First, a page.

A 700 page primer for anyone who wants to be a film maker.
CONVERSATIONS WITH THE GREAT MOVIEMAKERS OF HOLLYWOOD’S GOLDEN AGE by George Stevens Jr.(2006) is a collection of 32 interviews conducted at the American Film Institute in seminars with young filmmakers in the 1970’s.
Directors are the core of the book – including Hitchcock, Cukor,Mamoulian, Capra, Hawks, Fritz Lang,, Raoul Walsh – all willing to share their experience and knowledge .
Also producer, Hal Wallis, writers Ernest Lehman and Ray Bradbury; and 4 cinematographers including James Wong Howe.
Sadly, not one female is featured. No Ida Lupino, no film editors like Margaret Booth. Or producers like Joan Harrison.
I wonder if the interviews were filmed. It’s a great read.
Here are some excerpts.
“……the worst chore in motion pictures (dubbing tap-dancing sequences)…… To dub the taps you looked up at yourself on the screen and added the taps afterward. It was a pain in the neck and we all hated it.”
“I got MGM to buy ON THE TOWN after seeing it on Broadway…….After I got out of the navy,I explained to the studio that I could shoot a picture on location in New York. The first stumbling block was Frank Sinatra. Those were his famous days, and he was as hard to hide as the Statue of Liberty. He was always being mobbed……but we never had a cop or any protection and we did the whole thing in five days.
“Hitch and I acted out the entire crop-dusting sequence in his living room (NORTH BY NORTHWEST). Then I incorporated every move into the script, and that was the way he shot it.”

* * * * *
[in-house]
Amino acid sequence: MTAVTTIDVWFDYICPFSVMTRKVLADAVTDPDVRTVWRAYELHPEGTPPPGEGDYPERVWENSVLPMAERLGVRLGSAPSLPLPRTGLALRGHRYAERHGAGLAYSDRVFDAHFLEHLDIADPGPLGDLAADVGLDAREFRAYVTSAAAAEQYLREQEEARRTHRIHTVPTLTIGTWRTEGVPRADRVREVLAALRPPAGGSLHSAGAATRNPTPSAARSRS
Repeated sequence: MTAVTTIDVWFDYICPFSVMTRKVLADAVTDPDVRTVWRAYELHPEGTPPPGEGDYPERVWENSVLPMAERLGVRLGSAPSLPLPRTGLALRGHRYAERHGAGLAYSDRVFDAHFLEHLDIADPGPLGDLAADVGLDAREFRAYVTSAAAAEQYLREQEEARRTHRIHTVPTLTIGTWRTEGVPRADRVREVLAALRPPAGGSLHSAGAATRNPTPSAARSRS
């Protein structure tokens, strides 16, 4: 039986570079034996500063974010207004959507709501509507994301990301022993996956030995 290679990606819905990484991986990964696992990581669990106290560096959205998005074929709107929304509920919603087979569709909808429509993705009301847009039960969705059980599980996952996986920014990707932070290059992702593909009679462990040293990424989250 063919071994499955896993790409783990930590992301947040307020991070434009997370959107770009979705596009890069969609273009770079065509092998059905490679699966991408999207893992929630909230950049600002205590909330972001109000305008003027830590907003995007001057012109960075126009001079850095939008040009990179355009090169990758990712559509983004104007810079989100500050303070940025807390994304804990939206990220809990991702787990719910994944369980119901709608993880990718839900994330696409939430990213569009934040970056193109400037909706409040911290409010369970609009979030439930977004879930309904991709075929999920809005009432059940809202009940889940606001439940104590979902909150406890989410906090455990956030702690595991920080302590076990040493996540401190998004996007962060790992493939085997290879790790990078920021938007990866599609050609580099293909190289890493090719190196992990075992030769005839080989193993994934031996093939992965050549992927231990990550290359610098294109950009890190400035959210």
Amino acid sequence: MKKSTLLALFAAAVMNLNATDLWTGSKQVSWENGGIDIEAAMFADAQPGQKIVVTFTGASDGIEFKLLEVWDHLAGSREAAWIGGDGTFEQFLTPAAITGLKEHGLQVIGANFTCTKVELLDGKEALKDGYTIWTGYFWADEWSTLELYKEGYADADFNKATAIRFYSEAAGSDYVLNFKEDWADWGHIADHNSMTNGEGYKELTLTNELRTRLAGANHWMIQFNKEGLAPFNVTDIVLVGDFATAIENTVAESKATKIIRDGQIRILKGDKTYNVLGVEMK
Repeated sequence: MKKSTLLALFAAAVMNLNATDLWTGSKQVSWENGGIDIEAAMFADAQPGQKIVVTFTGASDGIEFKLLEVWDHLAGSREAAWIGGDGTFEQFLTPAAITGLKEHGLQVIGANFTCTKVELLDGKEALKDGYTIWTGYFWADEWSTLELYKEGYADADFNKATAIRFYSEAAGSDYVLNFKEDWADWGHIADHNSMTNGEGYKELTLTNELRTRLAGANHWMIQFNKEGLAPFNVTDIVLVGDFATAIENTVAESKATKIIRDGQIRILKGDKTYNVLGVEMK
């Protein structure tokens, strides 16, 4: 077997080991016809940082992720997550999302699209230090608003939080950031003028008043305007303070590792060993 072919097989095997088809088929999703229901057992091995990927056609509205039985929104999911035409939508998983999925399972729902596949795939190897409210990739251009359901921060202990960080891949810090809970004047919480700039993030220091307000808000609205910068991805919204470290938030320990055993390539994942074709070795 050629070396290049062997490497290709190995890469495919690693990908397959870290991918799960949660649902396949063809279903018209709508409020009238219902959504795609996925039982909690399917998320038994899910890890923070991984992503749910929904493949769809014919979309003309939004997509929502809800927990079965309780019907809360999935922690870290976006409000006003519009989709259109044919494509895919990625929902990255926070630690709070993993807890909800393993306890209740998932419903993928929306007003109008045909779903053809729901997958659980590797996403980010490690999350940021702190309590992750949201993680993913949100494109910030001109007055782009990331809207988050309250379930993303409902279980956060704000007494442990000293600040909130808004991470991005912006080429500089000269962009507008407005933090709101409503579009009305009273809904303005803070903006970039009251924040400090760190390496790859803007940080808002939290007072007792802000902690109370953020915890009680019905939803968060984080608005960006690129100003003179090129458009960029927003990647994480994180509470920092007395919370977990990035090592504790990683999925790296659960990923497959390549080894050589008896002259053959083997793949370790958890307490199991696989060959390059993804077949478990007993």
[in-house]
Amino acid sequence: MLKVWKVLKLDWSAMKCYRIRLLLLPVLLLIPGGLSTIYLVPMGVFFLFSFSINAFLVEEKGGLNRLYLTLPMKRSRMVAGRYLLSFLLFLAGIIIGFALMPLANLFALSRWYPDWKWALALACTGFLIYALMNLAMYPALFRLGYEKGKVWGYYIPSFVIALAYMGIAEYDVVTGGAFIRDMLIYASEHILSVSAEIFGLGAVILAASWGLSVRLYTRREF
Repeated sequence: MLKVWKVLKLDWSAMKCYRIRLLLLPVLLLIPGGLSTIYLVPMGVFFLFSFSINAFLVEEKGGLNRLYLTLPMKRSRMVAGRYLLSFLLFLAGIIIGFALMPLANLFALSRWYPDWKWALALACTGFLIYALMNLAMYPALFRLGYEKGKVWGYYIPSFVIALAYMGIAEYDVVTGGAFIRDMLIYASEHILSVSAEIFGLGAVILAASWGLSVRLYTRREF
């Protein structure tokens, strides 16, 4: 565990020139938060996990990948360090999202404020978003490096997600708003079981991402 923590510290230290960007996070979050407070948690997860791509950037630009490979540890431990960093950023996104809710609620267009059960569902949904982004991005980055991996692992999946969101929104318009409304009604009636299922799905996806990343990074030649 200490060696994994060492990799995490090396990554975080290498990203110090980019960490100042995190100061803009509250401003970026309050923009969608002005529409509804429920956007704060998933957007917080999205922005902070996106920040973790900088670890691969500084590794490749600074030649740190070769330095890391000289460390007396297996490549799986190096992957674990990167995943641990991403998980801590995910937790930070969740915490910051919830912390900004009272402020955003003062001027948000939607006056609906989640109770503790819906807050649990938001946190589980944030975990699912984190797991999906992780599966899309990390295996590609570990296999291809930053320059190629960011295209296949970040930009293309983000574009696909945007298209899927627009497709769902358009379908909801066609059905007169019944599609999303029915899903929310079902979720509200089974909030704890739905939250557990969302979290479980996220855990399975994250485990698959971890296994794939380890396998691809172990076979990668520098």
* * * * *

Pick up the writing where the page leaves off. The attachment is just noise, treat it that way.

“I went to the United Nations and spent five days there just getting the feel of the place and trying to figure out what would be a good place for a murder. I finally settled on the Delegates’ Lounge, which I call the Public Lounge in the screenplay.”
“I hung around Grand Central Station a bit,got on the Twentieth Century Limited and went to Chicago. I also looked around the train and picked up ideas,though I didn’t run into Eva Marie Saint.”
“Garbo did six or seven takes and she’s kind of finished. Spencer Tracy was that way too.
There are others who will do an enormous number of takes and don’t mind. Katharine Hepburn was that way, especially when she was inexperienced. She didn’t mind it.
And Audrey Hepburn never minded – she rather liked it.”
“They always say I’m a woman’s director……..I don’t know that there’s any difference between the way you direct for a man or a woman. I don’t have a different hat.”
“I prepared it (GONE WITH THE WIND) for a year and made the tests.I certainly did a lot of the casting, though not all. And the sets and everything. Then I shot for a month and I think David was rather nervous about it…….he told me he was going to replace me…….I must say that most of the scenes I did are in the picture.
I don’t really know why I was removed and at this moment I don’t give a damn.”
On accepting the AFI’s Life Achievement Award in 1975, a time when the auteur theory was popular, he said,
“When directing scripts by Lillian Hellman or Bob Sherwood,Sidney Kingsley or Jessamyn West, I could hardly call myself an auteur. However, I’m one of the few directors in town who can pronounce the word correctly.”